Personally, the size and weight don’t make it or break it for me, since the lens is designed for larger cameras. On the Sony A7II it feels huge. On the Canon 5Ds it feels really good. The lens feels built for this camera .
This is where this lens starts blowing minds. The image quality is superb, in my estimation. I am sure that the MTF charts will start making the rounds shortly, but my ‘eye’ tests show a beautifully rendered image.
The lens is sharp across the whole image, more or less, when stopped down, but most people are probably more interested in the lens when it is wide open.
The ‘bokeh’ or background blur is pleasing. This is no 85mm 1.2, but for a wide-angle lens, I think it is pretty nice. Smooth, not distracting and the color tends to stay nice and saturated.
I think that if you are buying this lens, you will want to shoot it wide open at least some of the time, if not, a lot of the time. That is the real treat with this lens- you can actually shoot it at f/2 and not get bummed out. At all.
As you may have noticed, there is a considerable amount of vignetting from this lens. It goes almost completely away by f/5.6, but at f/2 it is there, for sure. This is not uncommon with wide-angle lenses, and lenses with large apertures. I don’t mind the vignette for most things I would shoot at f/2. For portraits and weddings it’s great. For a studio setting, or when consistent light across the whole frame is very important, you would most likely be stopped down anyway. It’s not very difficult to fix in post and when the lens profile is updated in Lightroom it will be mostly a one-click fix, anyway.
The lens stopped down gets expectedly sharp all over. It loses some sharpness from diffraction, but it is really just an average amount of softening at f/16. The leaves on the tree show a little fringing, but this shot needed some polarization anyway. Overall, I really like the color and contrast coming out of this lens.
I did have a chance to shoot in the studio and the lens was surprisingly useful for the limited space and time. We were shooting some promotional photos for a Prenatal Yoga class, and this lens held its own in the studio. This lens really gets optically sweet around f/4 or so, which means it shines in a studio setting.
We also shot some low key portraits of some of the moms-to-be and just as I expected, right on.
Flare and Distortion
The lens coatings are top notch on this lens and I could not get the lens to flare in almost any situation. Even straight into the sun, I couldn’t get anything. I am very impressed with the Super Multi-Layer Coating and FLD (“F” Low Dispersion) and SLD (“F” Low Dispersion) glass. These coatings are something that you can’t really put your finger on until you shoot with an uncoated lens once or twice. Lens flares are cool when you want them, and they are the worst when you don’t.
This lens has some minimal barrel distortion that is to expected at these focal lengths. Nothing to bother anyone used to shooting at 24mm. Any chromatic aberration is kept almost completely non-existent.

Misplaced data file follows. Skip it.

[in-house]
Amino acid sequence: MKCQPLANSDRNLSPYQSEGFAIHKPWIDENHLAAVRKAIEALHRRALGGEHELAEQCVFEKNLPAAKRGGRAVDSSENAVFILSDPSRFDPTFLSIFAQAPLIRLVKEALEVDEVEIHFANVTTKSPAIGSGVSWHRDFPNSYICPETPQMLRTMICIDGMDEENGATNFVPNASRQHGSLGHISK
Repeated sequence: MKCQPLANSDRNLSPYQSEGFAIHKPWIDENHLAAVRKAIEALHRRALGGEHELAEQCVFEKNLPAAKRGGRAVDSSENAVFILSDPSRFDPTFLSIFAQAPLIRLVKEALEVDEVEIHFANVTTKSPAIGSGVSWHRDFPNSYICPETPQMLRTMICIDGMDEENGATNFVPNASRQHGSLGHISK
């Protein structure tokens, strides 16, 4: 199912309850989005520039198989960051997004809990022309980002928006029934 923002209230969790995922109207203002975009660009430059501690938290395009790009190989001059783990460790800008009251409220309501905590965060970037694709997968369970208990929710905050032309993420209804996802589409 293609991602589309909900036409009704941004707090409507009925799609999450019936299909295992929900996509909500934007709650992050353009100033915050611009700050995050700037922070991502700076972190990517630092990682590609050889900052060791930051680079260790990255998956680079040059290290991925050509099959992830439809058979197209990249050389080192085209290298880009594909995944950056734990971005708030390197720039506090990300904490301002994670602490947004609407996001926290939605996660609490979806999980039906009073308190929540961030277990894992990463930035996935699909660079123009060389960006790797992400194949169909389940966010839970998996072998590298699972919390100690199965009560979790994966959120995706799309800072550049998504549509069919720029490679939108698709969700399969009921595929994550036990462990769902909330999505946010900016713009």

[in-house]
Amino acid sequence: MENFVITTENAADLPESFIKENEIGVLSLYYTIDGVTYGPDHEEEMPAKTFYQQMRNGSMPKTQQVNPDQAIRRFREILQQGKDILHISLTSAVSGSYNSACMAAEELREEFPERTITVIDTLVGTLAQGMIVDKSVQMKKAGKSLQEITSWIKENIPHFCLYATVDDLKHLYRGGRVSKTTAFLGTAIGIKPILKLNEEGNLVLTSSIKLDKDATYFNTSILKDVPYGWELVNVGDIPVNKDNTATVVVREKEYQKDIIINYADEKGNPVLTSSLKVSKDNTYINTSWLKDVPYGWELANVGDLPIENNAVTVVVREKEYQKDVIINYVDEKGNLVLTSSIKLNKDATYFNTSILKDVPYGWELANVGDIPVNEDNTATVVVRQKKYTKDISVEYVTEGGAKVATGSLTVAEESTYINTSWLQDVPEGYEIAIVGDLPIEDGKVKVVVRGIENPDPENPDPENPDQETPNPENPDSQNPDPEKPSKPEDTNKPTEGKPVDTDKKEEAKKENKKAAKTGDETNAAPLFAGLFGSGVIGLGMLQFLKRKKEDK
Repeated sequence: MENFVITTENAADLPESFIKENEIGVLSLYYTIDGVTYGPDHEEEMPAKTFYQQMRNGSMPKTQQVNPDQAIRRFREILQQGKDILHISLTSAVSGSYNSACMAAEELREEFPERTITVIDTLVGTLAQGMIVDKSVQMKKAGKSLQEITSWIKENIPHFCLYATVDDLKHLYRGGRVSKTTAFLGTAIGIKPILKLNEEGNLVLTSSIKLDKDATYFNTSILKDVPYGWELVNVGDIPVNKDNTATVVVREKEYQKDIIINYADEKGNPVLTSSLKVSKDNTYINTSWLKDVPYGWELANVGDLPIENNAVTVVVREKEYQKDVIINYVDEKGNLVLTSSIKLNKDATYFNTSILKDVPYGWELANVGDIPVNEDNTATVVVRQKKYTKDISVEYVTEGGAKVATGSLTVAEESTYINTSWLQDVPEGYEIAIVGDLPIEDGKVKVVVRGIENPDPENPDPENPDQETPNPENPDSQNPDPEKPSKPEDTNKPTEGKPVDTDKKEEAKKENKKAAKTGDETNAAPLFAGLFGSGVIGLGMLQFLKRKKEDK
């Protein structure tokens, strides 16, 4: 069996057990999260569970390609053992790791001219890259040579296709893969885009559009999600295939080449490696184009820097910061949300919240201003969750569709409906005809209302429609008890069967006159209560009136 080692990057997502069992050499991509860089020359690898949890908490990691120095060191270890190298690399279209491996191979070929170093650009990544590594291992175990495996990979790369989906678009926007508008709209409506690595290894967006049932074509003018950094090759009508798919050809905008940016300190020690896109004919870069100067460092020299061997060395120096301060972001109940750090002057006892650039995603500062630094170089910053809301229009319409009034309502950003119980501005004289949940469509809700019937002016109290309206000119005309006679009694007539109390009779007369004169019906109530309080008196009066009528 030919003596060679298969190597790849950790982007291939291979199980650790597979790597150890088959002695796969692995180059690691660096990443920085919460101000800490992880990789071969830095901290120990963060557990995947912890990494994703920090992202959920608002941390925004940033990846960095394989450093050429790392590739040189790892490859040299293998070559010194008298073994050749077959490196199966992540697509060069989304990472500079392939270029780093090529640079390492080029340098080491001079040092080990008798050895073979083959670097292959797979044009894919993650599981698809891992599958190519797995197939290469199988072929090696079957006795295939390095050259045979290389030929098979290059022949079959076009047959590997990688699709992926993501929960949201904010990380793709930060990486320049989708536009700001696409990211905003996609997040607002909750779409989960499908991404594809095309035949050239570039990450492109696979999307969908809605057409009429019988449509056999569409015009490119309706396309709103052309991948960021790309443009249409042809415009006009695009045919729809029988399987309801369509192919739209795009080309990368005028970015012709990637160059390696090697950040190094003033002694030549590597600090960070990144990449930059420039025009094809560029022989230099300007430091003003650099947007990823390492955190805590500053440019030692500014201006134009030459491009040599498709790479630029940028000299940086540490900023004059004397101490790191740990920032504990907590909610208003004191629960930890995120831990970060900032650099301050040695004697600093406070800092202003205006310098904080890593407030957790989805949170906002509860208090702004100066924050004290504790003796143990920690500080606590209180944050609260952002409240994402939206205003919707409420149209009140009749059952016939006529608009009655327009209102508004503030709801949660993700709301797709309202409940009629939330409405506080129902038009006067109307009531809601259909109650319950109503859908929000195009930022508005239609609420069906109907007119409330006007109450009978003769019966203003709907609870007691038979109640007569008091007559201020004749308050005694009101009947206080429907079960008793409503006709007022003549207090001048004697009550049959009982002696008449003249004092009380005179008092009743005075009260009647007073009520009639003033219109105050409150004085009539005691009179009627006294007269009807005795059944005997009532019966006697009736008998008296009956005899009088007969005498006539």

I did not do a comprehensive AF test on this lens, but it was accurate and fast when I used it. It is hard to say if it is faster or slower than an average prime, but my instinct says that it is at least comparable to your average L series Canon lens or a high end Nikon. The good news is that I never noticed it, which is a good thing, as you usually only care about AF performance when you miss something.
Pros and Cons of the Sigma 24-35 f/2 DG HSM Art lens
- Fast f/2 maximum aperture
- Sharp at all f/ stops over most of the image
- Snappy and accurate AF
- Very low CA (chromatic aberration) and distortion
- Reasonably priced for feature set
- Heavy (over two pounds)
- Large compared to most primes
- No Image Stabilization
Overall, I am very impressed with this lens. In my opinion Sigma has continued to honor the pedigree of their Art Series lenses and really hit a home run with this one. If anything about an f/2 wide-angle prime lens that zooms appeals to you, then you will most definitely be happy with this lens.
I think that this lens will appeal to a lot of people, and also turn off a bunch. Some will not like the limited focal range (zoomers), some will not like the size and weight (mirrorless folks and street shooters), and some just don’t shoot that wide (tele-heads).
The Sigma 24-35 DG HSM Art lens will excel for urban cityscape, some landscape, environmental portraiture, documentary photography, and even some street shooting. Video shooters, as well, will love this lens and the versatility that it brings, in addition to the internal zooming functionality. I refer to this lens as a prime that can zoom, and that is what it feels like to shoot. The fact that you can change the focal length of, what is essentially, a prime lens is novel and just plain useful.
What I recommend is to get your hands on a copy and take it out for a spin. You will not be bummed out that you did.
About The Author
TJ Hansen is a videographer from Columbus, Ohio who also works at Midwest Photo Exchange. You can see more of his work at gingerattack. This article was also published here and shared with permission.